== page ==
In strict theory, causation (called ‘cause in fact’) and remoteness (called ‘cause in law’) must be dealt with as two separate requirements in each case. Causation is a matter of fact and requires the claimant to prove that the negligent act caused the damage complained of. The rules concerning remoteness of damage are a matter of law and broadly require the claimant to establish that the damage was of a kind which was reasonably foreseeable. It is concerned with setting a limit on the extent of the harm for which the defendant should be held liable. However, it is not always a clear cut issue to establish where causation ends and remoteness begins, nor is it always a simple matter to separate some aspects of remoteness from issues which arise in relation to duty of care. Both causation and remoteness of damage frequently turn on issues of policy. Both are relevant throughout the law of tort and are dealt with in connection with negligence for the sake of completeness.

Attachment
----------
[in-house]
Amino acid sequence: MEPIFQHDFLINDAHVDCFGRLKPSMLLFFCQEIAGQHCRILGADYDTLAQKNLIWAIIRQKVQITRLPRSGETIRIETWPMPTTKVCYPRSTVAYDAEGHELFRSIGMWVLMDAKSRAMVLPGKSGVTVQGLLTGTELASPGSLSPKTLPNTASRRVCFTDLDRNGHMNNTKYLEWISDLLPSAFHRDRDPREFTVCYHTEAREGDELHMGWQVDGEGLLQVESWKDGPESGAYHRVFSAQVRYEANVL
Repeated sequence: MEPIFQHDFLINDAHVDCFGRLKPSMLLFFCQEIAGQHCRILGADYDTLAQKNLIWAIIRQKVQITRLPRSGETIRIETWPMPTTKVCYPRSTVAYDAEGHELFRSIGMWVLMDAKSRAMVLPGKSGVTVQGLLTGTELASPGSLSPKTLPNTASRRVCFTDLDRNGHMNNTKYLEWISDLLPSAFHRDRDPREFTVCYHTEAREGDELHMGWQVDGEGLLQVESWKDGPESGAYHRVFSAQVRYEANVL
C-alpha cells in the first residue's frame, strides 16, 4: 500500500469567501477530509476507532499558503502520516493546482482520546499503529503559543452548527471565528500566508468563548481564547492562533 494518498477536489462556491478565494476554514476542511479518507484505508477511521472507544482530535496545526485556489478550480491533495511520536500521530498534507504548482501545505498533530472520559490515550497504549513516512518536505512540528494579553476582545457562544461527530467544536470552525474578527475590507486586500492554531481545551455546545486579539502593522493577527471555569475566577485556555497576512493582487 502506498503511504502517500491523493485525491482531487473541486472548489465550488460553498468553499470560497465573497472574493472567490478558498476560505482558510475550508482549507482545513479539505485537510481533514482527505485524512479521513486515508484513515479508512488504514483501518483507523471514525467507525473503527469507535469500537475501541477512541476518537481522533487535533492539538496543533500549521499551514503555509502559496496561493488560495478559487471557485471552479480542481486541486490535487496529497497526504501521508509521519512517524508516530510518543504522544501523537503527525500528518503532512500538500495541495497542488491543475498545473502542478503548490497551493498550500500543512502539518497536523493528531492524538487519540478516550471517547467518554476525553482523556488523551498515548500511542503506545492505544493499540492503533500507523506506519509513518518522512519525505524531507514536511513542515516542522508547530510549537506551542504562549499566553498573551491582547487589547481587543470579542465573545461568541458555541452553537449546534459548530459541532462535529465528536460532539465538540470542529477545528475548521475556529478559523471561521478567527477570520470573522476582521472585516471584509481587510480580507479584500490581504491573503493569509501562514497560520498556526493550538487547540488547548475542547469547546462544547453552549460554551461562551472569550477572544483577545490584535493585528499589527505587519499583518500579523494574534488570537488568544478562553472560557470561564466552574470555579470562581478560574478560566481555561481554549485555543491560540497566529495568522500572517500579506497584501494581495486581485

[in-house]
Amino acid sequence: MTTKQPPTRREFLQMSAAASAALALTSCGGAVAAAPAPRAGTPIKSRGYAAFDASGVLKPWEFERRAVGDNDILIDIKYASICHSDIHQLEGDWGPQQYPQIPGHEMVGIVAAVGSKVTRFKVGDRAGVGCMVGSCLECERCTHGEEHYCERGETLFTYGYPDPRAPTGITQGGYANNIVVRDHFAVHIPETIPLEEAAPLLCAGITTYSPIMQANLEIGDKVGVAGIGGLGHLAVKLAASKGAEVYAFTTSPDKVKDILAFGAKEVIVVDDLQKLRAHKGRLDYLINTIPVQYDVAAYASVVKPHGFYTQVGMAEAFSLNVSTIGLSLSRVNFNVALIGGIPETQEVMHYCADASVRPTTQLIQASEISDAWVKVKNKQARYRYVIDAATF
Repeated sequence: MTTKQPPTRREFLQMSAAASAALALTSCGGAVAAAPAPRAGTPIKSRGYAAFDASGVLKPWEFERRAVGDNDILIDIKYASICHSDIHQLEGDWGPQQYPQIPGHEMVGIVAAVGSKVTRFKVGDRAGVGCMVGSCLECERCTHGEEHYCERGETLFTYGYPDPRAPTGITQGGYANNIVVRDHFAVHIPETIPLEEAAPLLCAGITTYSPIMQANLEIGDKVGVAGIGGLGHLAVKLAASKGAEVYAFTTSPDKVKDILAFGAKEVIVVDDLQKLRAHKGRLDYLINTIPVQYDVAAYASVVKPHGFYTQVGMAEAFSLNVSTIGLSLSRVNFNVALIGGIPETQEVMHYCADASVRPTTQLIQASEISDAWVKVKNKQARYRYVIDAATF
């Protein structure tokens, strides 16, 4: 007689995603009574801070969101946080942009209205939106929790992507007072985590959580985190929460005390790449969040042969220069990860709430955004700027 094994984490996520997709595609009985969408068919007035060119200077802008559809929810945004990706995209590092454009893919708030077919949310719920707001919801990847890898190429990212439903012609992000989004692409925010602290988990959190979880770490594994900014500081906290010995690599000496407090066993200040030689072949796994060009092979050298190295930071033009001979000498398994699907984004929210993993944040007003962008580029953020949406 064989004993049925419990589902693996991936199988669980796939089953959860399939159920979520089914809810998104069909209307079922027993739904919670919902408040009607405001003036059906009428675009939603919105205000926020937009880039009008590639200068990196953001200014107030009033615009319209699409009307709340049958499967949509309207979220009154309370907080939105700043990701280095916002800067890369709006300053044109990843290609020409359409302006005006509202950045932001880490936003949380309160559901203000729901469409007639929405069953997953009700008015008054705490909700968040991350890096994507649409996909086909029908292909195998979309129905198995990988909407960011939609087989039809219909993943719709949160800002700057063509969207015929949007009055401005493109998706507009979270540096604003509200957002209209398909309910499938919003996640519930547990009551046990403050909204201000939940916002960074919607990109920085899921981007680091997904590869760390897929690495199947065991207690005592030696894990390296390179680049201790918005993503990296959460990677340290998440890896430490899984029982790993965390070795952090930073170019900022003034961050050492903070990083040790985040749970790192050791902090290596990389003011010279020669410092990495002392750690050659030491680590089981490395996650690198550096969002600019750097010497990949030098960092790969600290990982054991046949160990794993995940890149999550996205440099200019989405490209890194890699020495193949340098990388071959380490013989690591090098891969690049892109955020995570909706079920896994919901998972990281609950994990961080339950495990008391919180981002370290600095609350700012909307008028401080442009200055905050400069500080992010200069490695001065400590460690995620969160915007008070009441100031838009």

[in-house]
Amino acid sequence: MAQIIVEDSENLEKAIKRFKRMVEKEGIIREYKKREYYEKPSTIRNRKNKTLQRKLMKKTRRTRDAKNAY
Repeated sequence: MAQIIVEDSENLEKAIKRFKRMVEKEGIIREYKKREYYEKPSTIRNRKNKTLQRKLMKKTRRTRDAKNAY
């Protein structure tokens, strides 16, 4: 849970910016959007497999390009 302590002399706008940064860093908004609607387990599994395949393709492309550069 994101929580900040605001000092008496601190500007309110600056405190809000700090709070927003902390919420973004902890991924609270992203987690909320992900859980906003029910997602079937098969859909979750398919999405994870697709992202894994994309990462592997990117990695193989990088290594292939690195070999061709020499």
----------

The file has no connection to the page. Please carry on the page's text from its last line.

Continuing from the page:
Throughout history, the norm of reciprocity has shaped human psychology, emphasizing the role of cues such as debt, favor, bargain and obligation in governing social relations. Manipulation premises are widely-accepted in analyzing agency theories and decoding mind-control techniques. Awareness of the effectiveness of these manipulative schemes is essential to counter verbal manipulation and isolate the necessary features that make up the manipulative scenario. Such curious use is prevalent in causal discourse, highlighting the intricacy between causation and manipulation. The case of the English verb GET is illustrative of the manipulative meaning which characterizes the causative use of this verb in the International Corpus of English.